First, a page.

The UAB researchers, led by Kharlampieva and co-first authors Jun Chen and Sithira Ratnayaka, use alternating layers of biocompatible tannic acid and poly(N-vinylpyrrolidone), or TA/PVPON, to build their microcarriers. The layers are formed around a sacrificial core of solid silica or porous calcium carbonate that is dissolved after the layers are complete.

By varying the number of layers, the molecular weight of PVPON or the ratio of shell thickness to capsule diameter, the researchers were able to alter the physical traits of the capsules and their sensitivity to diagnostic ultrasound, at power levels below the FDA maximum for clinical imaging and diagnosis.

For example, one-fourth of empty microcapsules made with four layers of TA/low-molecular weight PVPON were ruptured by three minutes of ultrasound, while capsules made of 15 layers of TA/low-molecular weight PVPON or capsules made from four layers of TA/high-molecular weight PVPON showed no rupture. The ruptured capsules had a lower mechanical rigidity that made them more sensitive to ultrasound pressure changes. Experiments showed that the ratio of the thickness of the capsule wall to the diameter of the capsule is a key variable for sensitivity to rupture.

To test the ultrasound imaging contrast of the microcapsules, the UAB researchers made capsules that were 5 micrometers wide, or about two times wider than the capsules used in the rupture experiments. This size is small enough to still pass through capillaries in the lung, while a larger size for various microparticles is known to greatly improve ultrasound contrast. Red blood cells, for a size comparison, have a diameter of about 6 to 8 micrometers.

Researchers found that 5-micrometer-wide, empty capsules that were made with eight layers of TA/low-molecular weight PVPON showed an ultrasound contrast comparable to the commercially available microsphere contrast agent Definity. When the UAB capsules — which have a shell thickness of about 50 nanometers — were loaded with doxorubicin, the ultrasound imaging contrast increased two- to eightfold compared to empty capsules, depending on the mode of ultrasound imaging used. These doxorubicin-loaded capsules were highly stable, with no change in ultrasound imaging contrast after six months of storage. Exposure to serum, known to deposit proteins on various microparticles, did not extinguish the ultrasound imaging contrast of the TA/PVPON microcapsules.

A therapeutic dose of ultrasound was able to rupture 50 percent of the 5-micrometer, doxorubicin-loaded microcapsules, releasing enough doxorubicin to induce 97 percent cytotoxicity in human breast adenocarcinoma cells in culture. Adenocarcinoma cells that were incubated with intact doxorubicin-loaded microcapsules remained viable.

Phenformin Nano Cancer Delivery id39449Thus, Kharlampieva says, these TA/PVPON capsules have strong potential as “theranostic” agents for efficient cancer therapy in conjunction with ultrasound. The term theranostic refers to nanoparticles or microcapsules that can double as diagnostic imaging agents and as therapeutic drug-delivery carriers.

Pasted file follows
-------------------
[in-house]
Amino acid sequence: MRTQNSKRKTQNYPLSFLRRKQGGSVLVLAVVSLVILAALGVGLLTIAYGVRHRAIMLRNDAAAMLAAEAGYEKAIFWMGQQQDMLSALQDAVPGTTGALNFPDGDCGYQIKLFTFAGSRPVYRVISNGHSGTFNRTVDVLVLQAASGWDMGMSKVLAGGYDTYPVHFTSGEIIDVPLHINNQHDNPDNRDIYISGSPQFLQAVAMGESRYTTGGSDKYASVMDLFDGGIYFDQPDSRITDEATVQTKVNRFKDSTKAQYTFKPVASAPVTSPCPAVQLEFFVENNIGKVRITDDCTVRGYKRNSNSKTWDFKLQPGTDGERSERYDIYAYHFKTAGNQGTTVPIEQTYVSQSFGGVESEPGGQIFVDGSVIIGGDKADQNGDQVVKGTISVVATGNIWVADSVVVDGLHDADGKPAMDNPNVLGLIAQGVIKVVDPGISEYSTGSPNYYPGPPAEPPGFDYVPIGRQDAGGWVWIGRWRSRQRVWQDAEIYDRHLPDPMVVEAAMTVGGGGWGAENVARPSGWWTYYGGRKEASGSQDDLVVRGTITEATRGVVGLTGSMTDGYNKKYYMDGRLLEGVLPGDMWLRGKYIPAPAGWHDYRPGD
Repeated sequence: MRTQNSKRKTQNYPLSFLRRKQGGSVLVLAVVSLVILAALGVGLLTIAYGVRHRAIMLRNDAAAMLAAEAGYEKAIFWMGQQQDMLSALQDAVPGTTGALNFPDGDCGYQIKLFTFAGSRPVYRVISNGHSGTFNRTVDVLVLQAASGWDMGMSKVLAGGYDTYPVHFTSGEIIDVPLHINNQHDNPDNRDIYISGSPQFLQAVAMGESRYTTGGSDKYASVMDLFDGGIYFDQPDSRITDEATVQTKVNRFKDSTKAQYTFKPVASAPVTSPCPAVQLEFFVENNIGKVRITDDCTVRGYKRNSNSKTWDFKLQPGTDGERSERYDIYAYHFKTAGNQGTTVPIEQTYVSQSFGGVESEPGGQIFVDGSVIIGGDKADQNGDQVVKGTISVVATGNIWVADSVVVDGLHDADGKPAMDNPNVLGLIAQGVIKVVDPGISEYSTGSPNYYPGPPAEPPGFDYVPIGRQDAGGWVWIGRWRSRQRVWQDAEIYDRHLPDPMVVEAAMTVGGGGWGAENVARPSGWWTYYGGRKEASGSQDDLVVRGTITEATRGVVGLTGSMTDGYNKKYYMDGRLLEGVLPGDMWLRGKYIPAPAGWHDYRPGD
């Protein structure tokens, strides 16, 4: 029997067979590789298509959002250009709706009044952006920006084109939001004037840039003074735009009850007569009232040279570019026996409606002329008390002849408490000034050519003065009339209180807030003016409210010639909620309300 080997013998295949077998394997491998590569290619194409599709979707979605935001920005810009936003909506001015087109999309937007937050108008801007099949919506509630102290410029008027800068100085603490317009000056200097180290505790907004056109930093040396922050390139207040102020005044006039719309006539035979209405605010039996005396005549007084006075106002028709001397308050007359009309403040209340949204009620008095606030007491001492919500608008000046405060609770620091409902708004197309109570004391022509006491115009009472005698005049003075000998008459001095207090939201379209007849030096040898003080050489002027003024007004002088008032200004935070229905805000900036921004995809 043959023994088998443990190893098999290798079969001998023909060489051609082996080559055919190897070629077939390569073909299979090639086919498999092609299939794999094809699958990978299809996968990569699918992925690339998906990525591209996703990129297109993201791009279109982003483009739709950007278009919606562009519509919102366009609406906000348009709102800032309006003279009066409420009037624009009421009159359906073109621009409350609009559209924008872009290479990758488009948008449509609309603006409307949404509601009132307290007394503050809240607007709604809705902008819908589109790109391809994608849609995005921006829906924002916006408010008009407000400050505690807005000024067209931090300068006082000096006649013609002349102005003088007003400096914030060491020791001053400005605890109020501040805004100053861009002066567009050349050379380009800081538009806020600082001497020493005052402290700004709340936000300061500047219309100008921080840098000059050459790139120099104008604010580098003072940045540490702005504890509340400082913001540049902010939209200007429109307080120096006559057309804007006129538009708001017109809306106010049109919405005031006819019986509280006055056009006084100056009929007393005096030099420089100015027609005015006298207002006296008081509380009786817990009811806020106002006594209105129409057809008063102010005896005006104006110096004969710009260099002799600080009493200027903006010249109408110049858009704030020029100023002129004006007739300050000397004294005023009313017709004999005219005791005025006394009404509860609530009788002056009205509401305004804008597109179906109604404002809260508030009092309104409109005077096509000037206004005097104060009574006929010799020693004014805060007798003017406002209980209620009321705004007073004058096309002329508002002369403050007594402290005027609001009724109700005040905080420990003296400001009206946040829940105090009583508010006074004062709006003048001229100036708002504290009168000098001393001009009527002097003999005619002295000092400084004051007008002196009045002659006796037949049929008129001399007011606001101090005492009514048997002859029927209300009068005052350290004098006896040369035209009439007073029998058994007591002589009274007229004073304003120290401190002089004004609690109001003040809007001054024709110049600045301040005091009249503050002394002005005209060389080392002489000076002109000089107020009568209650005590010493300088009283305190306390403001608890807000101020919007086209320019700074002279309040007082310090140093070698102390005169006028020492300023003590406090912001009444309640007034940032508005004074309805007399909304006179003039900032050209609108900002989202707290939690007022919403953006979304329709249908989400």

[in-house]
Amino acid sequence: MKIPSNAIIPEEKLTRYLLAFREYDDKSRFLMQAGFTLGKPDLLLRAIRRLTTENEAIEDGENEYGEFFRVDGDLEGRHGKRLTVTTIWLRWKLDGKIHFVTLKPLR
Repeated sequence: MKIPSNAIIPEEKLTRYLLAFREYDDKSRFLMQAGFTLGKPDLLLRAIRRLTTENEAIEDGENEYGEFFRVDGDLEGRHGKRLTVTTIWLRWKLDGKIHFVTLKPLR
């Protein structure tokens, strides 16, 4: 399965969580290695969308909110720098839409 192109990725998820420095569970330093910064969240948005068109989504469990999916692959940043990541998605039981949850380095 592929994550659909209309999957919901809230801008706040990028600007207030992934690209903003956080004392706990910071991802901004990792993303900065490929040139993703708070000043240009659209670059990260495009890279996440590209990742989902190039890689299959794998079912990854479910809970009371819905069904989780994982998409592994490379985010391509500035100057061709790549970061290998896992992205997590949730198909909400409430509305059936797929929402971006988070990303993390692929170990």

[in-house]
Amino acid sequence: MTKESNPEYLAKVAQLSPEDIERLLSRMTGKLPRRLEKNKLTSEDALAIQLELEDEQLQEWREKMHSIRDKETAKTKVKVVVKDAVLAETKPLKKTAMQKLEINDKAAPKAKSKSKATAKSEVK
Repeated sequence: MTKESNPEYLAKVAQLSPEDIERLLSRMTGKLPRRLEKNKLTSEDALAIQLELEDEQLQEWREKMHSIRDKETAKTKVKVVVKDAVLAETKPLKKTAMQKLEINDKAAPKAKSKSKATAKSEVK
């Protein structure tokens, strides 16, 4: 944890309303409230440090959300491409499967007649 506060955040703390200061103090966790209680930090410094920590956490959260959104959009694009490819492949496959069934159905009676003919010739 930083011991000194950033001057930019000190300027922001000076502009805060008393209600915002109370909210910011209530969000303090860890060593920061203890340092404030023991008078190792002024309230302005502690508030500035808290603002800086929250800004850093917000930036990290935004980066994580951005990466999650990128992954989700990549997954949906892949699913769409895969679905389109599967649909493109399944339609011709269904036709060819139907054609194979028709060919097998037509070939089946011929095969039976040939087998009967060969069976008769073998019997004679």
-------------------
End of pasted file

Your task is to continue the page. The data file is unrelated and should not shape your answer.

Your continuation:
The next important preclinical step, Kharlampieva says, in collaboration with Mark Bolding, Ph.D., assistant professor in the UAB Department of Radiology, and Jason Warram, Ph.D., assistant professor in the UAB Department of Otolaryngology, will be studies in animal models to explore how long the UAB capsules persist in blood circulation and where they distribute in the body.


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Materials provided by University of Alabama at Birmingham. Note: Content may be edited for style and length.


Journal Reference:

  1. Jun Chen, Sithira Ratnayaka, Aaron Alford, Veronika Kozlovskaya, Fei Liu, Bing Xue, Kenneth Hoyt, Eugenia Kharlampieva. Theranostic Multilayer Capsules for Ultrasound Imaging and Guided Drug Delivery. ACS Nano, 2017; 11 (3): 3135 DOI: 10.1021/acsnano.7b00151

Scientists discover mechanism that causes cancer cells to self-destruct


Many cancer patients struggle with the adverse effects of chemotherapy, still the most prescribed cancer treatment. For patients with pancreatic cancer and other aggressive cancers, the forecast is more grim: there is no known effective therapy.

A new Tel Aviv University study published last month in Oncotarget discloses the role of three proteins in killing fast-duplicating cancer cells while they’re dividing. The research, led by Prof. Malka Cohen-Armon of TAU’s Sackler School of Medicine, finds that these proteins can be specifically modified during the division process—mitosis—to unleash an inherent “death mechanism” that self-eradicates duplicating cancer cells.

“The discovery of an exclusive mechanism that kills cancer cells without impairing healthy cells, and the fact that this mechanism works on a variety of rapidly proliferating human cancer cells, is very exciting,” Prof. Cohen-Armon said. 
“According to the mechanism we discovered, the faster cancer cells proliferate, the faster and more efficiently they will be eradicated. The mechanism unleashed during mitosis may be suitable for treating aggressive cancers that are unaffected by traditional chemotherapy.

“Our experiments in cell cultures tested a variety of incurable human cancer types—breast, lung, ovary, colon, pancreas, blood, brain,” Prof. Cohen-Armon continued. “This discovery impacts existing cancer research by identifying a new specific target mechanism that exclusively and rapidly eradicates cancer cells without damaging normally proliferating human cells.”